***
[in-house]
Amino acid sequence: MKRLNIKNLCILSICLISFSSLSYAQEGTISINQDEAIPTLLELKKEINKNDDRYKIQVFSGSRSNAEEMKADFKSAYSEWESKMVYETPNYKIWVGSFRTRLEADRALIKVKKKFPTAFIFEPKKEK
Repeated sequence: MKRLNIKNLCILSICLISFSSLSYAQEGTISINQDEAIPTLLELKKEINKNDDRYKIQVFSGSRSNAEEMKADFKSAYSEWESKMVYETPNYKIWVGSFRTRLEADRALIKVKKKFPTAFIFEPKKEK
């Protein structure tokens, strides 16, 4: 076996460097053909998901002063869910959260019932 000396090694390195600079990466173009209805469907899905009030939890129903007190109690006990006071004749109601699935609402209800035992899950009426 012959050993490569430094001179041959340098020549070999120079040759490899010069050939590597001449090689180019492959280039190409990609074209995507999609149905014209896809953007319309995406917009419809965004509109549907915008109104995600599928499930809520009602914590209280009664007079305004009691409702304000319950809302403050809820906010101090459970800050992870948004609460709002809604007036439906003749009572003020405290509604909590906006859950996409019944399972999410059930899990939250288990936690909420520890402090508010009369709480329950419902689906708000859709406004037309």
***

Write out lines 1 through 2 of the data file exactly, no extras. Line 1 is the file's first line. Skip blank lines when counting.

[in-house]
Amino acid sequence: MKRLNIKNLCILSICLISFSSLSYAQEGTISINQDEAIPTLLELKKEINKNDDRYKIQVFSGSRSNAEEMKADFKSAYSEWESKMVYETPNYKIWVGSFRTRLEADRALIKVKKKFPTAFIFEPKKEK